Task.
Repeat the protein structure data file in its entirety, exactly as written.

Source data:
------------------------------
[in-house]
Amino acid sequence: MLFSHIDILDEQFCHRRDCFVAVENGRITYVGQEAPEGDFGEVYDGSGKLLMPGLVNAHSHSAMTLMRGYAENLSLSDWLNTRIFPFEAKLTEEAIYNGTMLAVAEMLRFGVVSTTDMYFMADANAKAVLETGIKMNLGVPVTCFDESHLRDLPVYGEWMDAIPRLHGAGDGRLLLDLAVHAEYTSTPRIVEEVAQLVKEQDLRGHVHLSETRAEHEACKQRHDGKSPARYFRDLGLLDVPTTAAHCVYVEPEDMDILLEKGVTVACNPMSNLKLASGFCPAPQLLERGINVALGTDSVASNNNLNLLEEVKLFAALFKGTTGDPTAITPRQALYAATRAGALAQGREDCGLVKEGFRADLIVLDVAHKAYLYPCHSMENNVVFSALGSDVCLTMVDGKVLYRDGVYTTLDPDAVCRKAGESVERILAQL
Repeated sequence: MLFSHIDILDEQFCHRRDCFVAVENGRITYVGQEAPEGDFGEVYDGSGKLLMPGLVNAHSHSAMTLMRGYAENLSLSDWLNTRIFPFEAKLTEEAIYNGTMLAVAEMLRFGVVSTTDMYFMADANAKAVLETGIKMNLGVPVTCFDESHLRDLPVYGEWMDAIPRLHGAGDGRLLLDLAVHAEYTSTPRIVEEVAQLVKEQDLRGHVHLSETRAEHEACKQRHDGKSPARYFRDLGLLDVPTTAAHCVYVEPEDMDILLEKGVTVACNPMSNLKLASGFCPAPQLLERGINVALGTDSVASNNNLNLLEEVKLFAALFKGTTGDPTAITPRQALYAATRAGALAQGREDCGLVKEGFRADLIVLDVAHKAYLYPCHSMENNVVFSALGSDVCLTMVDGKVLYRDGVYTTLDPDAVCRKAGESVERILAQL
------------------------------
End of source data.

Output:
[in-house]
Amino acid sequence: MLFSHIDILDEQFCHRRDCFVAVENGRITYVGQEAPEGDFGEVYDGSGKLLMPGLVNAHSHSAMTLMRGYAENLSLSDWLNTRIFPFEAKLTEEAIYNGTMLAVAEMLRFGVVSTTDMYFMADANAKAVLETGIKMNLGVPVTCFDESHLRDLPVYGEWMDAIPRLHGAGDGRLLLDLAVHAEYTSTPRIVEEVAQLVKEQDLRGHVHLSETRAEHEACKQRHDGKSPARYFRDLGLLDVPTTAAHCVYVEPEDMDILLEKGVTVACNPMSNLKLASGFCPAPQLLERGINVALGTDSVASNNNLNLLEEVKLFAALFKGTTGDPTAITPRQALYAATRAGALAQGREDCGLVKEGFRADLIVLDVAHKAYLYPCHSMENNVVFSALGSDVCLTMVDGKVLYRDGVYTTLDPDAVCRKAGESVERILAQL
Repeated sequence: MLFSHIDILDEQFCHRRDCFVAVENGRITYVGQEAPEGDFGEVYDGSGKLLMPGLVNAHSHSAMTLMRGYAENLSLSDWLNTRIFPFEAKLTEEAIYNGTMLAVAEMLRFGVVSTTDMYFMADANAKAVLETGIKMNLGVPVTCFDESHLRDLPVYGEWMDAIPRLHGAGDGRLLLDLAVHAEYTSTPRIVEEVAQLVKEQDLRGHVHLSETRAEHEACKQRHDGKSPARYFRDLGLLDVPTTAAHCVYVEPEDMDILLEKGVTVACNPMSNLKLASGFCPAPQLLERGINVALGTDSVASNNNLNLLEEVKLFAALFKGTTGDPTAITPRQALYAATRAGALAQGREDCGLVKEGFRADLIVLDVAHKAYLYPCHSMENNVVFSALGSDVCLTMVDGKVLYRDGVYTTLDPDAVCRKAGESVERILAQL